Are your daughters always willing accomplices or do you have to bribe them?

My girls are really starting to love hiking, though it was a struggle at first. Young kids need a reason to keep going. Us adults love the views we get from a big climb, but kids aren’t able to appreciate it and wonder, “Why did we climb all the way up here?”

Nick Lenn talks about some great tips to getting kids to like hiking in our discussion on episode 37 of my podcast.

Can anybody hike? What are some basic tips and required essentials?

Yes, anyone can hike. I even get my mom out in her wheelchair. I’ve got a list of some great wheelchair hikes that can double as kids/family hikes for starters. Find it by searching ADA hikes in the northern Cascades (www.northcascadehiker.com/ada-hikes-in-the-northern-cascades).

What are your favorite hikes?

I personally have a goal to hike the Pacific Crest Trail and the Pacific Northwest Trail in Washington. I have 115 miles of the PCT left and over 800 miles of the PNT to finish.

With the girls, we stay close to home here in Snohomish County. Boulder River Falls, Lake 22, the Ice Caves and all of the trails at Rockport State Park are very underrated.

What are some ways to listen to a podcast?

You can listen directly from the website or use a podcast app, which is the preferred method because it will automatically tell you when there is a new episode on a show that you subscribe to. If you have an iPhone, then you already have the app that I use. It is on the phone already and called Podcasts. If you have another phone, I would recommend downloading the Podcast Addict app.

If you could have a drink with anyone, ​dead or alive, ​who would it be​ ​and why?

I would sit down and have a drink with my grandpa, Al Christensen. He was a very accomplished educator with Edmonds School District in the ‘60s, ‘70s and ‘80s. I would love to talk with him about his many accomplishments in backpacking and hiking. He was the inspiration to both of my parents, Pam and Ed Giecek.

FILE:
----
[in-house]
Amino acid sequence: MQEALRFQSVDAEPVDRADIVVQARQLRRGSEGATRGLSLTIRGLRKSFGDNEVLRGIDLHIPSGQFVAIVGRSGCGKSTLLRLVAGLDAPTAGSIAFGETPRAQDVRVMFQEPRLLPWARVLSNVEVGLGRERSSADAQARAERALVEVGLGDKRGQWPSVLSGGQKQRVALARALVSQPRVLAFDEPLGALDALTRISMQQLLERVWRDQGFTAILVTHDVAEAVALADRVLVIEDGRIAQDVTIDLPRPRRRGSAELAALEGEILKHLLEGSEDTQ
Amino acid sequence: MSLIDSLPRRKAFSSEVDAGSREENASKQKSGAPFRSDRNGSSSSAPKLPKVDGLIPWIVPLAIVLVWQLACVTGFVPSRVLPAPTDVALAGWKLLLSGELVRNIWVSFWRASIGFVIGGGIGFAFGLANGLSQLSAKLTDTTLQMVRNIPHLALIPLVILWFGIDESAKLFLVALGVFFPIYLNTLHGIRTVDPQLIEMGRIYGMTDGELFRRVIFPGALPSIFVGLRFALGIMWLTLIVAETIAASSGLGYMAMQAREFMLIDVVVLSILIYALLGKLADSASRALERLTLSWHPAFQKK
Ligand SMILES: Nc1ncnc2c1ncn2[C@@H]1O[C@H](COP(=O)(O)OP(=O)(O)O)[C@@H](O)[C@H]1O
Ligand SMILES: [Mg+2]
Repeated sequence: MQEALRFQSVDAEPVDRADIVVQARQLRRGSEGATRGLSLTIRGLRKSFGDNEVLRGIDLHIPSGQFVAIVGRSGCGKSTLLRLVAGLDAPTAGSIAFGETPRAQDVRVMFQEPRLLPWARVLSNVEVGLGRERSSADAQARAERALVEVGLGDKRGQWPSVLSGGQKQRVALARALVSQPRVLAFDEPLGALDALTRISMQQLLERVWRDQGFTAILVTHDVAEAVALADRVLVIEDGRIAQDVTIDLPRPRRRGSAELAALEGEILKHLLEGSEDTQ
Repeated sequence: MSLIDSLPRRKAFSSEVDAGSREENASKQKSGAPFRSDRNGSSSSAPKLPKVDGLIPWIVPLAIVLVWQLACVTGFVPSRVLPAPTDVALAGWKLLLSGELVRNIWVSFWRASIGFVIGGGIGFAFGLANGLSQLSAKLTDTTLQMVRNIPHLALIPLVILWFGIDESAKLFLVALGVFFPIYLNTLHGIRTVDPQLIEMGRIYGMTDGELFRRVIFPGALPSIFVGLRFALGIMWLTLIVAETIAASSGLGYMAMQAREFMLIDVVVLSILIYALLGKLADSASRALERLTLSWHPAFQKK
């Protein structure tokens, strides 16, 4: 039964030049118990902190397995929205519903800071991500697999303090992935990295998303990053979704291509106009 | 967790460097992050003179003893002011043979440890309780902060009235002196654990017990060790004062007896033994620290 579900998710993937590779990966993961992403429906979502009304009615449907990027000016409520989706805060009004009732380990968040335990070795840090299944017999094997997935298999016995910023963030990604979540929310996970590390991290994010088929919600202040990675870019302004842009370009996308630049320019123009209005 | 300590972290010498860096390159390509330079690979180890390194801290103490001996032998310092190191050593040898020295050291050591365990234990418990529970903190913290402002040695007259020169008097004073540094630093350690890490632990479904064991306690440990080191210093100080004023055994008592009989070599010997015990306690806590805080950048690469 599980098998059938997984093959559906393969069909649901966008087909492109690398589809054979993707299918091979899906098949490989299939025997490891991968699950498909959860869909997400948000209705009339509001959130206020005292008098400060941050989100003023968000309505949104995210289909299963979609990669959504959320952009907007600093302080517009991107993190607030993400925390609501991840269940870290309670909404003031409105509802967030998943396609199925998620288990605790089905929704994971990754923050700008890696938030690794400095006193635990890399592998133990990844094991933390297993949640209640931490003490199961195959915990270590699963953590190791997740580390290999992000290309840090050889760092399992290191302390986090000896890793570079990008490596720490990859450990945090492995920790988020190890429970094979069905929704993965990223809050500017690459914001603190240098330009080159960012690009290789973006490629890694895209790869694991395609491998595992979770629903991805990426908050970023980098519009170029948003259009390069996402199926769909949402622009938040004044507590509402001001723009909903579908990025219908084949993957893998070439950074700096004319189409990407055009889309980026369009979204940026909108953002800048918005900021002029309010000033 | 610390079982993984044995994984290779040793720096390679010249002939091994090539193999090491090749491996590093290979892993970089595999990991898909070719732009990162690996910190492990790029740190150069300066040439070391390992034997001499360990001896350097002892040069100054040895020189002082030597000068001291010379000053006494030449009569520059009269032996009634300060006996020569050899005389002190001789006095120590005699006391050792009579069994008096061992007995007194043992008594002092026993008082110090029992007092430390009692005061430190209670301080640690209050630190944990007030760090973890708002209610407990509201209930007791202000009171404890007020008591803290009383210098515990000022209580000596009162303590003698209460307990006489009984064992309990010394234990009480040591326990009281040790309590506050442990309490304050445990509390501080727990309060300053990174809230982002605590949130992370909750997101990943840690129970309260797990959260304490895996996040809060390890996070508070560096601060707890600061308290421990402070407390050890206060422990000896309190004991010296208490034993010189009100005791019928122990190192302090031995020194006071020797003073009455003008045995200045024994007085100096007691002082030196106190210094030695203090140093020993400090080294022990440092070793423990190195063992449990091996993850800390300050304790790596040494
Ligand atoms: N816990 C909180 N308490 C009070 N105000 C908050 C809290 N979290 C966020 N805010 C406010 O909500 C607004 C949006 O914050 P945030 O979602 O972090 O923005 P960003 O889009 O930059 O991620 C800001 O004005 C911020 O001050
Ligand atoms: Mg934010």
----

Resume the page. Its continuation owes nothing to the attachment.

People would be shocked to know…

That I am one of the original people involved with the social media page Skagit Breaking. My kids and I were hiking the Boulder River Trail and drove through the 530 slide area about a half hour before the slide. We hiked to the falls and came out to the road greeted by a person holding a sign saying that it was closed and we would have to go around. The person told us that there was some debris on the road and it would be a few hours before it would open. Obviously they weren’t informed very well. My oldest daughter and I got involved helping out in the town of Darrington over the next few weeks, and I was able to add a lot to the Skagit Breaking page though my connections.

What are three things in your fridge?

I like to support our local breweries and I enjoy a great beer. I have a growler of beer from River Time Brewing Co., a nearly finished growler of beer from Whitewall Brewing Co. and a four-pack of Skookum’s Murder of Crows beer.

What do you want people to know about the upcoming trail skills event in Darrington?

The Pacific Crest Trail Association is holding their annual Trails Skill College in Darrington on May 20 and 21. Those who sign up will learn various skills from instructors from Washington Trails Association and PCTA. The work will be done in Darrington and at Rockport State Park, building a bridge and tread work. One can also learn the skill of clearing logs from the trail or how a camp cooperates in the wilderness. There will be a presentation by the Backcountry Horsemen, showing how they pack gear into remote campsites to work on trails that might otherwise never get aid. Food is provided and guests from the Washington Conservation Corp, EarthCorps and the Darrington Ranger District will be there as well. More at www.pcta.org or volunteer@pcta.org.